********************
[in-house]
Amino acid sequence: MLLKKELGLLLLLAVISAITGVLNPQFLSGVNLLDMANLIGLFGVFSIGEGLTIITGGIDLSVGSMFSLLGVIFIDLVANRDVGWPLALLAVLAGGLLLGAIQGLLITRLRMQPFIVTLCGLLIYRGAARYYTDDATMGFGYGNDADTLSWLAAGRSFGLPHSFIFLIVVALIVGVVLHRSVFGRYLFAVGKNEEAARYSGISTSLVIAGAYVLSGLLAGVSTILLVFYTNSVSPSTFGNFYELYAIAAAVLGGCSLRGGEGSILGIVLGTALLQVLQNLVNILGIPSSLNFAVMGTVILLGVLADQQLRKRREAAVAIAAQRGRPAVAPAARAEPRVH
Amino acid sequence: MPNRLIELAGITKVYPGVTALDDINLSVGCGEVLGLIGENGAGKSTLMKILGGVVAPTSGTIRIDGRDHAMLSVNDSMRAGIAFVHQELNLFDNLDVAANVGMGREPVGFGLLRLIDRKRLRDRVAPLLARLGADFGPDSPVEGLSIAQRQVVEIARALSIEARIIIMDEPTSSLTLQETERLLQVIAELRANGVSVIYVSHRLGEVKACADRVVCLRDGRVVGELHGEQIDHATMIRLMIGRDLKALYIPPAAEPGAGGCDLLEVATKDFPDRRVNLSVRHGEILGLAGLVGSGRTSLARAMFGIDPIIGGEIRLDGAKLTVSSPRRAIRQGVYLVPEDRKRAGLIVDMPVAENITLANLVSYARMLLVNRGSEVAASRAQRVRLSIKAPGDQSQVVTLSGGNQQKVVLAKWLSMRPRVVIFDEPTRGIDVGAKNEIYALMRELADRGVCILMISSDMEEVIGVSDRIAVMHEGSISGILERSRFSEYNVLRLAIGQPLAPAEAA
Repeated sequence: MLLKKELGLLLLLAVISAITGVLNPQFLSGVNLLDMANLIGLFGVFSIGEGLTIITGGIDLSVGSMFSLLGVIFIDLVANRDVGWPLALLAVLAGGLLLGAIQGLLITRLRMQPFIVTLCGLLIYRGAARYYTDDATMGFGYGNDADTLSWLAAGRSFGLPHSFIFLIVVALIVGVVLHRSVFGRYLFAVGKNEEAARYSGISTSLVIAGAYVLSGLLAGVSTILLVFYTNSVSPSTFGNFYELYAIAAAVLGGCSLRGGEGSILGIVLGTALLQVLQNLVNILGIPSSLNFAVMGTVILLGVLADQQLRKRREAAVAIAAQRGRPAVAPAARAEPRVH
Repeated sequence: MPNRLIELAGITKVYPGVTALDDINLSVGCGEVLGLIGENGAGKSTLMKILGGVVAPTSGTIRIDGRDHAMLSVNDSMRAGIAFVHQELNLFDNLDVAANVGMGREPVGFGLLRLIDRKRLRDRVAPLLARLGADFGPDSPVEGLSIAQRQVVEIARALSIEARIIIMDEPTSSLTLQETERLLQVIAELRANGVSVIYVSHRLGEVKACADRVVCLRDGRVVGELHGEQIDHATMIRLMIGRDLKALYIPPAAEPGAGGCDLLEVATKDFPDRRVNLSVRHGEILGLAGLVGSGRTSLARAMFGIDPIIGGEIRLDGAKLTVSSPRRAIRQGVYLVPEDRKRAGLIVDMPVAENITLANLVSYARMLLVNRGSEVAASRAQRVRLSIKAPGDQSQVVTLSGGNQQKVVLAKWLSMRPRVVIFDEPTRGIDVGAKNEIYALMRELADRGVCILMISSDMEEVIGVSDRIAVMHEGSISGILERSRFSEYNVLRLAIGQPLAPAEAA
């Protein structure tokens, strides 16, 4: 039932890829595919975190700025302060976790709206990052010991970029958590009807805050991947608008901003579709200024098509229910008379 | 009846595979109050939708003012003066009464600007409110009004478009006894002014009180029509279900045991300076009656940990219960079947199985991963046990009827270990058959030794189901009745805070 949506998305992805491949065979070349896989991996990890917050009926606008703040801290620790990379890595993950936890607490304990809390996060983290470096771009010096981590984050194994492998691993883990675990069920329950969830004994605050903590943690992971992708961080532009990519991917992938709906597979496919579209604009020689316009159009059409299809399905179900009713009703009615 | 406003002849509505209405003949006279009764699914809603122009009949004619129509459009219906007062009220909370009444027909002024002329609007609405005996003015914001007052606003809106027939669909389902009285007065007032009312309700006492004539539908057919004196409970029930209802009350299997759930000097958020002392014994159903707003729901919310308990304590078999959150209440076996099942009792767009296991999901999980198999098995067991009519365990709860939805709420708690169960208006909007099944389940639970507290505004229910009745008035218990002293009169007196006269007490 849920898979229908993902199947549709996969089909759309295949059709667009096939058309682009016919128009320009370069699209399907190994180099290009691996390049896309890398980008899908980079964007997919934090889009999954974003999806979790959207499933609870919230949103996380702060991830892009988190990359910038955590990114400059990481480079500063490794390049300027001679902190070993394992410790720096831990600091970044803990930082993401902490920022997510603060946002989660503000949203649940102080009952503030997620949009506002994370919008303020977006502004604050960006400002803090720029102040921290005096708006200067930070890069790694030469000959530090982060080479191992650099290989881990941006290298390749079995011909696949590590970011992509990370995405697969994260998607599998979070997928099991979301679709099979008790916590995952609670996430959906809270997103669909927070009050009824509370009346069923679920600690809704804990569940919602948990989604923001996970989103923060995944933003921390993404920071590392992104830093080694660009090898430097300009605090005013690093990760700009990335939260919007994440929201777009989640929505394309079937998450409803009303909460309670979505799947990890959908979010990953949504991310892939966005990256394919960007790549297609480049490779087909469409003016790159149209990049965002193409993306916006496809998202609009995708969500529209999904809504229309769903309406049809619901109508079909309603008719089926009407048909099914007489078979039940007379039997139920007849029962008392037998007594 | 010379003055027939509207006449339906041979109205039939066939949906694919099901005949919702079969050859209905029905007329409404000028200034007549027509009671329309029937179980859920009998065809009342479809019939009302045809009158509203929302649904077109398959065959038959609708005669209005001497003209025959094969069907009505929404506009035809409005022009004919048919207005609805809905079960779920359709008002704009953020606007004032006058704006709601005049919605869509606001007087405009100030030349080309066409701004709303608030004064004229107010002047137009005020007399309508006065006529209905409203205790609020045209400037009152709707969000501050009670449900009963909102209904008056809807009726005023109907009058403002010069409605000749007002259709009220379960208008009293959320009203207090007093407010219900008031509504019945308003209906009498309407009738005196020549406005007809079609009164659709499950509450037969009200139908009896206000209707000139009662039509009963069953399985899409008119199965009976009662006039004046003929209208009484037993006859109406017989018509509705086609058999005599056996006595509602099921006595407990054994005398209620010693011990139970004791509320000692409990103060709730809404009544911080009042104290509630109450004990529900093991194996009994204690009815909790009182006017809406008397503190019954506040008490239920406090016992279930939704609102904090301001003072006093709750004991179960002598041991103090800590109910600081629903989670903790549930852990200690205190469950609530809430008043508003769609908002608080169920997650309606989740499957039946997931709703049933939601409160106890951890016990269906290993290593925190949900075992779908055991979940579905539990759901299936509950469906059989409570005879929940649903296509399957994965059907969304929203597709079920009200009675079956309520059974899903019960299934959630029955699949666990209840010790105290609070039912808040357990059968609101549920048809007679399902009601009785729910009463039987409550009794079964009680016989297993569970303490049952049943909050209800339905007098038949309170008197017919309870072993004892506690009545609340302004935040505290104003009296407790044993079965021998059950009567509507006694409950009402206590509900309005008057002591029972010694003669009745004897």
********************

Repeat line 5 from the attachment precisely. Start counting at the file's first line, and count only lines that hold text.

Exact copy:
Repeated sequence: MPNRLIELAGITKVYPGVTALDDINLSVGCGEVLGLIGENGAGKSTLMKILGGVVAPTSGTIRIDGRDHAMLSVNDSMRAGIAFVHQELNLFDNLDVAANVGMGREPVGFGLLRLIDRKRLRDRVAPLLARLGADFGPDSPVEGLSIAQRQVVEIARALSIEARIIIMDEPTSSLTLQETERLLQVIAELRANGVSVIYVSHRLGEVKACADRVVCLRDGRVVGELHGEQIDHATMIRLMIGRDLKALYIPPAAEPGAGGCDLLEVATKDFPDRRVNLSVRHGEILGLAGLVGSGRTSLARAMFGIDPIIGGEIRLDGAKLTVSSPRRAIRQGVYLVPEDRKRAGLIVDMPVAENITLANLVSYARMLLVNRGSEVAASRAQRVRLSIKAPGDQSQVVTLSGGNQQKVVLAKWLSMRPRVVIFDEPTRGIDVGAKNEIYALMRELADRGVCILMISSDMEEVIGVSDRIAVMHEGSISGILERSRFSEYNVLRLAIGQPLAPAEAA